I am frankly a little surprised by this move, and I am not sure whether it is a good thing. You see, the financial services industry is a complex one, and it has always been highly regulated. Singapore already has several statutes which apply specifically to financial institutions. For example, there is the Insurance Act; the Banking Act; the Securities and Futures Act; and the Financial Advisers Act. Apart from these Acts, the Monetary Authority of Singapore (MAS) has also created a huge body of regulations, notices and guidelines telling banks and insurers how to behave - see this and this and this, for example.
ST Nov 12, 2005
Fair Trading Act to cover banks and insurers too
Customers will have new recourse to action against unfair practices
By Lorna Tan
RIPPED-OFF bank and insurance customers are finally being given the teeth to take action against unscrupulous finance-industry bad boys.
Banks and insurers will soon come under the scope of the Consumer Protection Fair Trading Act (CPFTA) - despite initial resistance to the idea by the financial services sector, said sources.
The Act, introduced in March last year, cracks down on a range of unfair practices, ranging from dodgy second-hand car sellers and fly-by-night furniture retailers, to high-pressure sales tactics for boost-your-bust beauty products.
But until now, the likes of dishonest insurance agents, financial advisers flogging inappropriate unit trusts, and bank officers pushing unsuitable investments have usually only encountered their day of reckoning when disgruntled consumers took them to mediation panels.
However, sources said yesterday that the Act would shortly be expanded to include the banking and insurance sectors.
So I don't really see much advantage in imposing yet another layer of law onto the financial services industry. It's not as if it didn't already have several huge, thick layers. But here's what CASE thinks:
By including banks and insurers, consumers will have specific breaches of fair practice they can point to, said the Consumers Association of Singapore (Case).I do agree that if the Fair Trading Act is extended to banks and insurers, CASE will probably receive a huge number of complaints about banks and insurers. However, I actually think this is a bit sad and unfortunate, because it means that CASE will have much less time to devote to, say, the timeshare touts and the beauty salon bunglers - who are currently quite unregulated. Banks and insurers, on the other hand, are already regulated by MAS, which means that unhappy customers already have existing channels to file complaints.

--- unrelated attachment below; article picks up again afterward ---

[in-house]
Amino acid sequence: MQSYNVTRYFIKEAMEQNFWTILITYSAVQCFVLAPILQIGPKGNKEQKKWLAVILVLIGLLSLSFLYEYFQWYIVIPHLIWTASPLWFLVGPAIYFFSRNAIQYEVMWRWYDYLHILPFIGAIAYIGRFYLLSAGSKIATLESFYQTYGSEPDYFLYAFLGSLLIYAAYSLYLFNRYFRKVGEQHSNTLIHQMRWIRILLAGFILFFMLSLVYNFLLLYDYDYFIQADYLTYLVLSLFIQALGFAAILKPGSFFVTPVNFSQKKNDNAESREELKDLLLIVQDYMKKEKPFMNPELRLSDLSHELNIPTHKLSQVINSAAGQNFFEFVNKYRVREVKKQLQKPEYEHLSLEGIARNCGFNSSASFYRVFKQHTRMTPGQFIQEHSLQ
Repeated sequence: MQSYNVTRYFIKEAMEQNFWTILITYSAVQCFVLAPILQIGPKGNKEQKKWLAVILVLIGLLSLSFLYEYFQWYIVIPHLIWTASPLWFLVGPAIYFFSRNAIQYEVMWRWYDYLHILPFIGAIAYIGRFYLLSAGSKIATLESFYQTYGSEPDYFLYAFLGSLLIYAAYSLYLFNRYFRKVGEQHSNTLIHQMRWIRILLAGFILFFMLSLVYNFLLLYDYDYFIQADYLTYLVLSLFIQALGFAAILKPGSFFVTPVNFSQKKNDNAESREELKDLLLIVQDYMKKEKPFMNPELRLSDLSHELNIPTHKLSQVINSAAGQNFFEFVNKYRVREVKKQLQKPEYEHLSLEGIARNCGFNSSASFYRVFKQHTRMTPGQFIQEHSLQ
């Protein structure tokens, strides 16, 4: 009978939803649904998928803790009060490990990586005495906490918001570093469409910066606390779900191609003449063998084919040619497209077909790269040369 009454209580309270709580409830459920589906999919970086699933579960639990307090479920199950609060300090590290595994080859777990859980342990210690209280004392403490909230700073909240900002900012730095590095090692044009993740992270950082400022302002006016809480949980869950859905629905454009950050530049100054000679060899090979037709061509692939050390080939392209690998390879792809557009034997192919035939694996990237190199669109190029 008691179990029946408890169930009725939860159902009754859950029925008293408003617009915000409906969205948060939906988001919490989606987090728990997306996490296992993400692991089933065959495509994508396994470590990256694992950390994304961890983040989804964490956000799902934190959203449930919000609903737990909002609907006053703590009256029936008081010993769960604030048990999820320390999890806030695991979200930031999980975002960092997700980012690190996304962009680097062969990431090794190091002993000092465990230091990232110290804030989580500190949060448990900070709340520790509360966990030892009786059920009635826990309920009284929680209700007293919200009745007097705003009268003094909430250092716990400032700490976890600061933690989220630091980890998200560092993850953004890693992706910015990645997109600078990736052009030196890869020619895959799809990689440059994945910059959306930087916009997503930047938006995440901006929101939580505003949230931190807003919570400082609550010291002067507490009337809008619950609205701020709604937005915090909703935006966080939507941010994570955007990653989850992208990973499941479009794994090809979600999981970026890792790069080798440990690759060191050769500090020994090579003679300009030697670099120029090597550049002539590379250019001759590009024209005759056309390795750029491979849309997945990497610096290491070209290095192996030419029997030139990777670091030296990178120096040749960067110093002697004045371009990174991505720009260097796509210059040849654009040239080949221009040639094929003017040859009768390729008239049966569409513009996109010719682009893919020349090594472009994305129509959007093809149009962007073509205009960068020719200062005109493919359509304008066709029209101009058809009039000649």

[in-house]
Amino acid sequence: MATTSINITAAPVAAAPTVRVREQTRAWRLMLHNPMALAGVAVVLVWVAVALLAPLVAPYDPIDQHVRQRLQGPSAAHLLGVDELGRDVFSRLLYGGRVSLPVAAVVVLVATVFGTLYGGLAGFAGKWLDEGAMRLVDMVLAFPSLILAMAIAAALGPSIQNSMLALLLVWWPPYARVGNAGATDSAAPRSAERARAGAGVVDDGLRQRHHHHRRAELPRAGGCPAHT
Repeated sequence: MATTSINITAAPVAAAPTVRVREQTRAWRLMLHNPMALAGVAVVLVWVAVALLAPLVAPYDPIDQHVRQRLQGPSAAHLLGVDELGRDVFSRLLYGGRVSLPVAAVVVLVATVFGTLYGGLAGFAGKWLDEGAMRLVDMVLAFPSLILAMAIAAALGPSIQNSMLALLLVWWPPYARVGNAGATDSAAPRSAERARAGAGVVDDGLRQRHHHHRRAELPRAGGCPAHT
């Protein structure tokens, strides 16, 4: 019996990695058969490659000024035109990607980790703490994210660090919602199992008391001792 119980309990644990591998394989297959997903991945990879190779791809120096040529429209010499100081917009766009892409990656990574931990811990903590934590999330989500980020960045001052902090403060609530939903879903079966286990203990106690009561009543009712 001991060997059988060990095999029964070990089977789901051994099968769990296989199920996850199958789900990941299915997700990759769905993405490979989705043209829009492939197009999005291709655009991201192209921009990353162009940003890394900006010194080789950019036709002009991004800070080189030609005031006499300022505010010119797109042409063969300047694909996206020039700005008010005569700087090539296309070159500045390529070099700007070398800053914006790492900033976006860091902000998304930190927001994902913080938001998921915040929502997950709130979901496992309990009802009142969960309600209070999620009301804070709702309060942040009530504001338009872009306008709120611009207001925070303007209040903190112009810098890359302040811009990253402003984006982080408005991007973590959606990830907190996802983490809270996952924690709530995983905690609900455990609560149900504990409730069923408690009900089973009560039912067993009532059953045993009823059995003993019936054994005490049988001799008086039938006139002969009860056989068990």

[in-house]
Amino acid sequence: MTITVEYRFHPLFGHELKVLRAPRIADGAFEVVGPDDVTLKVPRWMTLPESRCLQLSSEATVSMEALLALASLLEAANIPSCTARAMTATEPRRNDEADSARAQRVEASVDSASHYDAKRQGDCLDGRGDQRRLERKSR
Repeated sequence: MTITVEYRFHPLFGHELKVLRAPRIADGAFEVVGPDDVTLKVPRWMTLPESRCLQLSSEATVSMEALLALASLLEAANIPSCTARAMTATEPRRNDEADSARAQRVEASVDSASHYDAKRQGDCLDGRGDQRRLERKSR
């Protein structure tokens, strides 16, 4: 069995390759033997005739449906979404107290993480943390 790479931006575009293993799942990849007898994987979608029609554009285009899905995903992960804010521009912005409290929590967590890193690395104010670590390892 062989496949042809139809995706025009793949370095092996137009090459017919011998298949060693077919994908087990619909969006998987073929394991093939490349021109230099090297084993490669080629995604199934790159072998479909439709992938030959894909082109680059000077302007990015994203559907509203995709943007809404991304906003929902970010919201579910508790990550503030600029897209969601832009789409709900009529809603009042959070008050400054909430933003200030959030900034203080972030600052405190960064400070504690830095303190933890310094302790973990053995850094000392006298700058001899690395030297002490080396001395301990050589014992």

It will give consumers a statutory right to take wrongdoers to court, by filing a civil suit.
It also means banks and insurers will feel the need to smarten up their act, to avoid such potentially costly and embarrassing disputes.
The move is a big victory for Case, which argues that financial institutions come under the Fair Trading Act - although insurers say there are already enough safeguards under present regulations, such as the Financial Advisers Act, and the Insurance Act.
But Case said more was needed, and pointed to the large number of complaints. It received a whopping 707 complaints against financial institutions - mostly involving insurers - for the first 10 months of this year. And for the whole of last year, it received 1,187 complaints.
These involved disputes over such matters as leaving out vital information about a financial product, pressure selling, and taking advantage of consumers such as the elderly, who have not understood the effect of a transaction.
Indeed, if financial institutions were included now, Case reckons they would catapult to be among the top 10 industries attracting complaints under the Act - rubbing shoulders with timeshare touts and beauty salon bunglers.
But why does Singapore need Mr Wang to point that out? Didn't CASE already know about it? Let's take a look: